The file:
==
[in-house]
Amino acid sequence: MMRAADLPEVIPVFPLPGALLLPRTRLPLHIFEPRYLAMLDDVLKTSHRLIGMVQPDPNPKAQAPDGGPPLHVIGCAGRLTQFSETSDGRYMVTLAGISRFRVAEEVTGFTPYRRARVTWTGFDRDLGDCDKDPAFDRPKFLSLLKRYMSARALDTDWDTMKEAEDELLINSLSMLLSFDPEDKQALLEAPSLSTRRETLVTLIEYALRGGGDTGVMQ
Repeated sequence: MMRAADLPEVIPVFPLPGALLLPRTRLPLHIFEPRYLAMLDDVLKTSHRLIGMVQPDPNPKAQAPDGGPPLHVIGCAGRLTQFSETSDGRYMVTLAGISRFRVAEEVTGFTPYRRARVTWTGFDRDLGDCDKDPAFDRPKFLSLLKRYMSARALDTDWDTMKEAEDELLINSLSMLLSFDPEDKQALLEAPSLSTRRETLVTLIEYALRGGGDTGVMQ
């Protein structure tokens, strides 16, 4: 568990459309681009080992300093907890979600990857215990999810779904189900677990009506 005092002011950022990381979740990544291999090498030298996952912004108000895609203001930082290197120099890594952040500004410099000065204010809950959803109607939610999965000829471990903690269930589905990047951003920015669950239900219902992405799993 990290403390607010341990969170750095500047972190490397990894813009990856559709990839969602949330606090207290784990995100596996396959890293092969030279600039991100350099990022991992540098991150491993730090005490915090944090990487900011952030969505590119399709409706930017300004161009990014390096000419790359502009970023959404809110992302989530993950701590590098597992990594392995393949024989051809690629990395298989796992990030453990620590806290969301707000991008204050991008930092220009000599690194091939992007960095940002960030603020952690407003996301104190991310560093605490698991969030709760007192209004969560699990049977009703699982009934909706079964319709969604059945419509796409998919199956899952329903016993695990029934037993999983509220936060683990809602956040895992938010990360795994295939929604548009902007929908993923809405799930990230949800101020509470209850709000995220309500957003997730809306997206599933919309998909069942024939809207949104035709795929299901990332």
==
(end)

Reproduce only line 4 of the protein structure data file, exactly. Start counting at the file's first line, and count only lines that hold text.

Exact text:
């Protein structure tokens, strides 16, 4: 568990459309681009080992300093907890979600990857215990999810779904189900677990009506 005092002011950022990381979740990544291999090498030298996952912004108000895609203001930082290197120099890594952040500004410099000065204010809950959803109607939610999965000829471990903690269930589905990047951003920015669950239900219902992405799993 990290403390607010341990969170750095500047972190490397990894813009990856559709990839969602949330606090207290784990995100596996396959890293092969030279600039991100350099990022991992540098991150491993730090005490915090944090990487900011952030969505590119399709409706930017300004161009990014390096000419790359502009970023959404809110992302989530993950701590590098597992990594392995393949024989051809690629990395298989796992990030453990620590806290969301707000991008204050991008930092220009000599690194091939992007960095940002960030603020952690407003996301104190991310560093605490698991969030709760007192209004969560699990049977009703699982009934909706079964319709969604059945419509796409998919199956899952329903016993695990029934037993999983509220936060683990809602956040895992938010990360795994295939929604548009902007929908993923809405799930990230949800101020509470209850709000995220309500957003997730809306997206599933919309998909069942024939809207949104035709795929299901990332």